If she had inherited the property subject to people simply having right of residence, the Revenue Commissioners would consider the property to have been inherited immediately and subject to tax accordingly. That’s logical, as she would have access to and control over most of the property.

It’s obviously not clear from your brief letter whether the intention of your uncle was to grant the property’s current occupants a right of residence or a life interest, so you might need to look carefully at the wording and get professional legal advice.

More importantly, there is another big “but” in the scenario you outline. As Cathal Lawlor notes, the people living in the house are tenants, paying rent.

He points out that, generally, someone with a life interest in a property will have use of the property and will be taxed by Revenue. The amount is determined by the value of the property multiplied by a factor reflecting the age and gender of the people living there. You can find the table of multiples here.

In relation to rights of residence, Revenue generally accepts that the benefit to the person staying in the property is 10 per cent of its value.

This is not a straightforward issue. It is very much down to the wording in the will

However, in both cases, the presumption is that the occupants of the property are living there for free – hence the taxable benefit to them. In this case, they are renting so as Mr Lawlor says, it is not clear they are inheriting anything.

It may simply be a secured tenancy, enforced by the will. In that case, and given that there would be nothing to stop your mother selling on the property with the tenants still living there and subject to their right of occupation being honoured, it might well be the position that she is liable for inheritance tax now on the property.

This is not a straightforward issue. It is very much down to the wording in the will and whether or not the tenants renting your uncle’s other house are actually inheriting anything. I think you are going to have to get specific legal advice on that.

As for the taxable date for the various assets of your uncle, it again depends on the wording of the will. Most particularly, it depends on whether either or both properties comes via a specific bequest – i.e. I leave my sister (name) my home and my second property at (address) – or simply in a remainder clause which is a catch all that most wills will have.

As Cathal Lawlor notes even with bequests from the same estate, there can be different valuation dates – the date at which the value of the asset is set for tax purposes. The key, he says, is “when the beneficiary becomes beneficially entitled to the asset bequeathed”.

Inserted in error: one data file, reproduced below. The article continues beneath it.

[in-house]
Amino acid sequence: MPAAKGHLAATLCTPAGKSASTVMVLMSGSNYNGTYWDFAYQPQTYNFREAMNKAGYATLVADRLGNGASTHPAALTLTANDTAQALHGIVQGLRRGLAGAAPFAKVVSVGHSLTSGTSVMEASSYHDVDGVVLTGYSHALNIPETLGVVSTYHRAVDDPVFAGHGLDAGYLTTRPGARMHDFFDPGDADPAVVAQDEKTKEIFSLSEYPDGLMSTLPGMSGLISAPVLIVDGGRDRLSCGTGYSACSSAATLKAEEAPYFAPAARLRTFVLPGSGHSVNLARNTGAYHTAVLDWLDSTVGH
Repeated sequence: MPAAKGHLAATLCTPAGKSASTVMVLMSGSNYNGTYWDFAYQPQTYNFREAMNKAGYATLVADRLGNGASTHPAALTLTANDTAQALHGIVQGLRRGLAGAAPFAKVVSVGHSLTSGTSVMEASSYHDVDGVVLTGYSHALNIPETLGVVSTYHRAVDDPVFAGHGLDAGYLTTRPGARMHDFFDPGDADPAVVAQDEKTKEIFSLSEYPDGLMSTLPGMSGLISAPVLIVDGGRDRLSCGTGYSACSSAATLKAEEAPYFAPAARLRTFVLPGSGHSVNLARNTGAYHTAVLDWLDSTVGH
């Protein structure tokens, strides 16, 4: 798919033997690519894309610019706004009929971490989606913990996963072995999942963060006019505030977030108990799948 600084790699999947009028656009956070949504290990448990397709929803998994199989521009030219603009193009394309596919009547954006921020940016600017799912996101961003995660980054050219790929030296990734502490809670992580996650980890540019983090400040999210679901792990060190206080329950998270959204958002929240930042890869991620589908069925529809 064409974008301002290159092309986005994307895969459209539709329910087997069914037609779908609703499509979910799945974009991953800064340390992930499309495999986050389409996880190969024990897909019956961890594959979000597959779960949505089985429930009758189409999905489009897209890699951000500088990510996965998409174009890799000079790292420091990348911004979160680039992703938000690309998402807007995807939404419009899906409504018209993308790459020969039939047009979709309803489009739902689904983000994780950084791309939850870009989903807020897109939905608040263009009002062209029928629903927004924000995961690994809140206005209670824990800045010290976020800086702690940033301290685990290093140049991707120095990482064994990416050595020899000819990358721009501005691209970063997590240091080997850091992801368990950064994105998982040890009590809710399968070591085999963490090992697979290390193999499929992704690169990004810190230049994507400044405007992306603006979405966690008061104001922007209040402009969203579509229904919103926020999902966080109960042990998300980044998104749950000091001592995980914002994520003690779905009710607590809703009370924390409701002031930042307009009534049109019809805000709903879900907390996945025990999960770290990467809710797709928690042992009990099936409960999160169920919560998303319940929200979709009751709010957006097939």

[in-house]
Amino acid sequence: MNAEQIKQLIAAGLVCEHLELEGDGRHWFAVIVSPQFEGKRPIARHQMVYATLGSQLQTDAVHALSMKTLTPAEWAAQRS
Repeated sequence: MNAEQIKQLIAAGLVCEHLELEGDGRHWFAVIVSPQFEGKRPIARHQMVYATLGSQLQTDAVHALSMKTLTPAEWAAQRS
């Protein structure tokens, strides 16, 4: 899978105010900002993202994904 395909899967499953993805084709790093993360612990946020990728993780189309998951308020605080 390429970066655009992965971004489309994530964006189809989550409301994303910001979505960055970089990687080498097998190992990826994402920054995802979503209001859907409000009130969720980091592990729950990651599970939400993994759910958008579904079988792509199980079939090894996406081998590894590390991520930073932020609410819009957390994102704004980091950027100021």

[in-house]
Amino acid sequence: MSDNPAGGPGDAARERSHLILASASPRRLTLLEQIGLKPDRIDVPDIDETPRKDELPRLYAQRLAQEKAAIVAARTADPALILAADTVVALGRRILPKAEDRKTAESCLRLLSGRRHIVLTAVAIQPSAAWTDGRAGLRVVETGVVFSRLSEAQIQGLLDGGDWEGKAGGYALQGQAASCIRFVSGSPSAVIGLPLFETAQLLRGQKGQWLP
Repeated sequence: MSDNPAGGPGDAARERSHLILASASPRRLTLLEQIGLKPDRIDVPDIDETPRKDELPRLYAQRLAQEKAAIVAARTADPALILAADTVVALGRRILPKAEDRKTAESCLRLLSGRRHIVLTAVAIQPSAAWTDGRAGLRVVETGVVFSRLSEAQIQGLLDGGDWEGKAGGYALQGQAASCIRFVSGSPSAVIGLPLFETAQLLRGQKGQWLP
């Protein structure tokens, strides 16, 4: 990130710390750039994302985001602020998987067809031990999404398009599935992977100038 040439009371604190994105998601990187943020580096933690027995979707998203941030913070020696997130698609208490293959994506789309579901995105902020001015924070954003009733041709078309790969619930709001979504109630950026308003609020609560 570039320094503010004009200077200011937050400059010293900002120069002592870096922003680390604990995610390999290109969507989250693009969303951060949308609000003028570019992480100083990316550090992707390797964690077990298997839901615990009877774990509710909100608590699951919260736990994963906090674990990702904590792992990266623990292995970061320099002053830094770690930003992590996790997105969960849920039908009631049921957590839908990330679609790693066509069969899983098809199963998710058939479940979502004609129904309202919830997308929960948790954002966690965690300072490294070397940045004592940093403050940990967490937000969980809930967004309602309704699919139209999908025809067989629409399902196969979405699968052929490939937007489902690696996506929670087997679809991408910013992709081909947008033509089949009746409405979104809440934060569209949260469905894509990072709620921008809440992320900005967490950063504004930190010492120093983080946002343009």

Given your mother was living in the home with your uncle, it is very likely that the valuation date on that property would be the date of his death as she enjoys the use of it continuously from that time.

When she does eventually get control of the property, it will be treated as an inheritance from her uncle, not from the people who had a life interest

The valuation date on the rented property would very likely be later – not least until there is clarity as to who is liable for inheritance tax on it. It could well be the date of probate.

Similarly, with the case you mention, that would not normally be accessed until the affairs of the estate are organised – including paying any outstanding bills and paying the cost of the legal advice you are likely to require to clarify the position here.

So when the bill falls due is not clear at the moment. If it is a life interest, there is no immediate worry. Otherwise, she is liable for tax in the near future. She can either pay that by selling on the rented property with the tenants’ right intact, or come to an arrangement with Revenue which would see the debt long-fingered but rising in line with interest charges at the rate of 8 per cent per annum.

The alternative would be for her to disclaim the inheritance of the rented property in which case it would fall back into the estate. In this case, with no other beneficiaries in the will, it would fall under the rules of intestacy. On the basis of the few facts you have outlined, it might likely then come to you, but we may come back to the issue of disclaiming in a later column.

Please send your queries to Dominic Coyle, Q&A, The Irish Times, 24-28 Tara Street Dublin 2, or by email to dominic.coyle@irishtimes.com. This column is a reader service and is not intended to replace professional advice